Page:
Importance: Social relationships are important determinants of well-being, health, and quality of life. There are conflicting findings regarding the association between preterm birth or low birth weight and experiences of social relationships in adulthood.
Objective: To systematically investigate the association between preterm birth or low birth weight and social outcomes in adulthood.
Data sources: PubMed, PsycINFO, Web of Science, and Embase were searched for peer-reviewed articles published through August 5, 2018.
Study selection: Prospective longitudinal and registry studies reporting on selected social outcomes in adults who were born preterm or with low birth weight (mean sample age ≥18 years) compared with control individuals born at term.
Data extraction and synthesis: The meta-analysis followed Preferred Reporting Items for Systematic Reviews and Meta-analyses (PRISMA) guidelines. The data were collected and extracted by 2 independent reviewers. Pooled analyses were based on odds ratios (ORs) with 95% confidence intervals and Hedges g, which were meta-analyzed using random-effects models.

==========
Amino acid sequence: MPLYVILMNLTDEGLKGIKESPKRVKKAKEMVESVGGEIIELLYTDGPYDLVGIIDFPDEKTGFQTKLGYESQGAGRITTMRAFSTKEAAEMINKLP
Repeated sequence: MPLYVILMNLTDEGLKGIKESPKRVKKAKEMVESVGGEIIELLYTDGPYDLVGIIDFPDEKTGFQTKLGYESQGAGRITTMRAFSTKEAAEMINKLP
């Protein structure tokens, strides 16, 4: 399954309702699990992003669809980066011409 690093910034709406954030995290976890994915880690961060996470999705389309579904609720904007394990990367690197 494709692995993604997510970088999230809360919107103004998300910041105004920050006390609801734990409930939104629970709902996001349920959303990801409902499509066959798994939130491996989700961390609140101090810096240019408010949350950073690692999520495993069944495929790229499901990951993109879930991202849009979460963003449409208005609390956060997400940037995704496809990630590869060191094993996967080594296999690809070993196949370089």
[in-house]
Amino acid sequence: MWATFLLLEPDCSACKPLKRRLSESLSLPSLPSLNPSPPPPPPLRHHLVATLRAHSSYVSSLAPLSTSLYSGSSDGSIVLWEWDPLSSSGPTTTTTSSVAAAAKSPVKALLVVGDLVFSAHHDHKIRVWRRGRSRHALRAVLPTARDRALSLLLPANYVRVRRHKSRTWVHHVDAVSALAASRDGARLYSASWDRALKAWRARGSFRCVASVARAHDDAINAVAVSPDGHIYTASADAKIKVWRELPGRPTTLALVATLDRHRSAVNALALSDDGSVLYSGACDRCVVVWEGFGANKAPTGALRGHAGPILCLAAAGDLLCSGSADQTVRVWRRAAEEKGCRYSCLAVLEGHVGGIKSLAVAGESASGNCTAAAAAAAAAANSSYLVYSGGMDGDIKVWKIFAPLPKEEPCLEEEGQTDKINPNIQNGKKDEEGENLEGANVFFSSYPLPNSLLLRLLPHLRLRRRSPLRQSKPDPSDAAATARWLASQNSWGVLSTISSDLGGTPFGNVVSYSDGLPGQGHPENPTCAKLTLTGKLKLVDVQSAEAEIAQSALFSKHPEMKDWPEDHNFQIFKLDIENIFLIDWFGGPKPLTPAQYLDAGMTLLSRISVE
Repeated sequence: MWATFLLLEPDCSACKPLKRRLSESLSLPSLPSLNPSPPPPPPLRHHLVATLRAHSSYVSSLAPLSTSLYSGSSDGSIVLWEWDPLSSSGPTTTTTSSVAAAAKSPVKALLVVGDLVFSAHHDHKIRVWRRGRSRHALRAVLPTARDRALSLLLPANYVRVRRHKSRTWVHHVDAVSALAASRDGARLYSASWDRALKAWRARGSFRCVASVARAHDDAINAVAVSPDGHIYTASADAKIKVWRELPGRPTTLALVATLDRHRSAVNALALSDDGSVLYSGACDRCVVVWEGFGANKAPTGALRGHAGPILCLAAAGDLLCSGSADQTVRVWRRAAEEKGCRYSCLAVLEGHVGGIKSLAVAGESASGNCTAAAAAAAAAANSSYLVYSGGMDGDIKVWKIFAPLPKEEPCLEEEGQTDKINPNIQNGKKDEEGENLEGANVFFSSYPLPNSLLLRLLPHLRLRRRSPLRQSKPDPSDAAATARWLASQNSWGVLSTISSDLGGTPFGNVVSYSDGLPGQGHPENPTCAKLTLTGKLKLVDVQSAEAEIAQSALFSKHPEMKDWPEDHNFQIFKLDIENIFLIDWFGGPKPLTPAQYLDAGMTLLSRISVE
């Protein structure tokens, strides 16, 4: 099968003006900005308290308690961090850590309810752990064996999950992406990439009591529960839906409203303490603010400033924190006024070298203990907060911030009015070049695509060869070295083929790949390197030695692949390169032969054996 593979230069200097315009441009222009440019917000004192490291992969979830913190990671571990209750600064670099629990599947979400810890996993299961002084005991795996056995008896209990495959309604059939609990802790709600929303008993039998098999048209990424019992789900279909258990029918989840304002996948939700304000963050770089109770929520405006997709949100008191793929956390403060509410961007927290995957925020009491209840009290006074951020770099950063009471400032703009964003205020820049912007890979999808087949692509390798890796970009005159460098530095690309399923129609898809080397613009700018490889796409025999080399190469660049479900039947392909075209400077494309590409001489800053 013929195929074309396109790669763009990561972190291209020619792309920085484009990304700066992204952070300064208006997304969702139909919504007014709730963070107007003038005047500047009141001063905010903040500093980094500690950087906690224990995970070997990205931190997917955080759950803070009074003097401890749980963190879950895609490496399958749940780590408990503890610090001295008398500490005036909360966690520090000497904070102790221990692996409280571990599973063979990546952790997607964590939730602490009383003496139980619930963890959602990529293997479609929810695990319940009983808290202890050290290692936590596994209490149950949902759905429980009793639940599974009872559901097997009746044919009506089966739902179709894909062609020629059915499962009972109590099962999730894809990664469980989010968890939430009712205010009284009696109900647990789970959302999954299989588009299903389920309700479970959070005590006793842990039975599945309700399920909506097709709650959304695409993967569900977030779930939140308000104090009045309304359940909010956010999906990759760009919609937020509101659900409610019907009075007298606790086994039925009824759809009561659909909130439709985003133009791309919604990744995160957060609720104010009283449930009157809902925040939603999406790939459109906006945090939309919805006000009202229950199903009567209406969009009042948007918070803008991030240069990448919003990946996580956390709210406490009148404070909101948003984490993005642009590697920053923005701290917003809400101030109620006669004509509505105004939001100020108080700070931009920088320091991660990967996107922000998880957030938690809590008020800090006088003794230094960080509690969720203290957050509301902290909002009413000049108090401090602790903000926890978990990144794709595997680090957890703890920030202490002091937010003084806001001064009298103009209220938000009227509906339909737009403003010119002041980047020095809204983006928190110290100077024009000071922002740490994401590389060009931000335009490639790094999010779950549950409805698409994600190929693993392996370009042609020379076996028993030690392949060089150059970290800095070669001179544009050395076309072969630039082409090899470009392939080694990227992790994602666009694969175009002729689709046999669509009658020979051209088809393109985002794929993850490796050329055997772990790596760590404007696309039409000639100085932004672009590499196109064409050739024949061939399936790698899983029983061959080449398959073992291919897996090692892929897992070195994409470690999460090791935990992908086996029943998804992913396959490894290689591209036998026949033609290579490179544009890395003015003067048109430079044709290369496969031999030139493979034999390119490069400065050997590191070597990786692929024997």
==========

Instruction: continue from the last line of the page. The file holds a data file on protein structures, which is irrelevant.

Main outcomes and measures: Ever being in a romantic partnership, ever having experienced sexual intercourse, parenthood, quality of romantic relationship, and peer social support.
Results: Twenty-one studies were included of the 1829 articles screened. Summary data describing a maximum of 4 423 798 adult participants (179 724 preterm or low birth weight) were analyzed. Adults born preterm or with low birth weight were less likely to have ever experienced a romantic partnership (OR, 0.72; 95% CI, 0.64-0.81), to have had sexual intercourse (OR, 0.43; 95% CI, 0.31-0.61), or to have become parents (OR, 0.77; 95% CI, 0.65-0.91) than adults born full-term. A dose-response association according to degree of prematurity was found for romantic partnership and parenthood. Overall, effect sizes did not differ with age and sex. When adults born preterm or with low birth weight were in a romantic partnership or had friends, the quality of these relationships was not poorer compared with adults born full-term.
Conclusions and relevance: These findings suggest that adults born preterm or with low birth weight are less likely to experience a romantic partnership, sexual intercourse, or to become parents. However, preterm birth or low birth weight does not seem to impair the quality of relationships with partners and friends. Lack of sexual or partner relationships might increase the risk of decreased well-being and poorer physical and mental health.